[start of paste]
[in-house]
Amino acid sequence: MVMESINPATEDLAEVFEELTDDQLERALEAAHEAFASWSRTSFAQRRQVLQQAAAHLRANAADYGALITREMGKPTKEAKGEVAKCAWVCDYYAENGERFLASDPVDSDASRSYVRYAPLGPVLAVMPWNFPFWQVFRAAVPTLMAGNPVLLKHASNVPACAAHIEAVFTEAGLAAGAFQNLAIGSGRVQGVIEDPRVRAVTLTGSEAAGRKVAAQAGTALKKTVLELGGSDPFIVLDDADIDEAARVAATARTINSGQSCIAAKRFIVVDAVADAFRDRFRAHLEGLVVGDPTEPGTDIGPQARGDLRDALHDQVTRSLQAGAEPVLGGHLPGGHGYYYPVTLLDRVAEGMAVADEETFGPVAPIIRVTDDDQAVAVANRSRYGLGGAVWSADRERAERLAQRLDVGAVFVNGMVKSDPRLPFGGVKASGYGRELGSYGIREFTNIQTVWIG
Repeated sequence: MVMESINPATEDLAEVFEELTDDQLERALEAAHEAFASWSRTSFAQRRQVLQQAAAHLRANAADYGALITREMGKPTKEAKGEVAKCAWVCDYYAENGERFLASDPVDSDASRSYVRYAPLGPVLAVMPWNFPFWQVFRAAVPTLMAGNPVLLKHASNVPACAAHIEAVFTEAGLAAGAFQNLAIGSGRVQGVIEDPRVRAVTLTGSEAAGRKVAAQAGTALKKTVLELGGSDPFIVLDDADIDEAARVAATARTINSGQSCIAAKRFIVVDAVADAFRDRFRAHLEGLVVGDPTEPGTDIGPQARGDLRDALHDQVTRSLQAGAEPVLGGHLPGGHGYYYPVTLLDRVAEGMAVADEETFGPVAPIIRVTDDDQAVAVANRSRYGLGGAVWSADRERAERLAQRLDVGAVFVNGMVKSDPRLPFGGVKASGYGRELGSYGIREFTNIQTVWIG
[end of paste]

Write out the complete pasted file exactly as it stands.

[in-house]
Amino acid sequence: MVMESINPATEDLAEVFEELTDDQLERALEAAHEAFASWSRTSFAQRRQVLQQAAAHLRANAADYGALITREMGKPTKEAKGEVAKCAWVCDYYAENGERFLASDPVDSDASRSYVRYAPLGPVLAVMPWNFPFWQVFRAAVPTLMAGNPVLLKHASNVPACAAHIEAVFTEAGLAAGAFQNLAIGSGRVQGVIEDPRVRAVTLTGSEAAGRKVAAQAGTALKKTVLELGGSDPFIVLDDADIDEAARVAATARTINSGQSCIAAKRFIVVDAVADAFRDRFRAHLEGLVVGDPTEPGTDIGPQARGDLRDALHDQVTRSLQAGAEPVLGGHLPGGHGYYYPVTLLDRVAEGMAVADEETFGPVAPIIRVTDDDQAVAVANRSRYGLGGAVWSADRERAERLAQRLDVGAVFVNGMVKSDPRLPFGGVKASGYGRELGSYGIREFTNIQTVWIG
Repeated sequence: MVMESINPATEDLAEVFEELTDDQLERALEAAHEAFASWSRTSFAQRRQVLQQAAAHLRANAADYGALITREMGKPTKEAKGEVAKCAWVCDYYAENGERFLASDPVDSDASRSYVRYAPLGPVLAVMPWNFPFWQVFRAAVPTLMAGNPVLLKHASNVPACAAHIEAVFTEAGLAAGAFQNLAIGSGRVQGVIEDPRVRAVTLTGSEAAGRKVAAQAGTALKKTVLELGGSDPFIVLDDADIDEAARVAATARTINSGQSCIAAKRFIVVDAVADAFRDRFRAHLEGLVVGDPTEPGTDIGPQARGDLRDALHDQVTRSLQAGAEPVLGGHLPGGHGYYYPVTLLDRVAEGMAVADEETFGPVAPIIRVTDDDQAVAVANRSRYGLGGAVWSADRERAERLAQRLDVGAVFVNGMVKSDPRLPFGGVKASGYGRELGSYGIREFTNIQTVWIG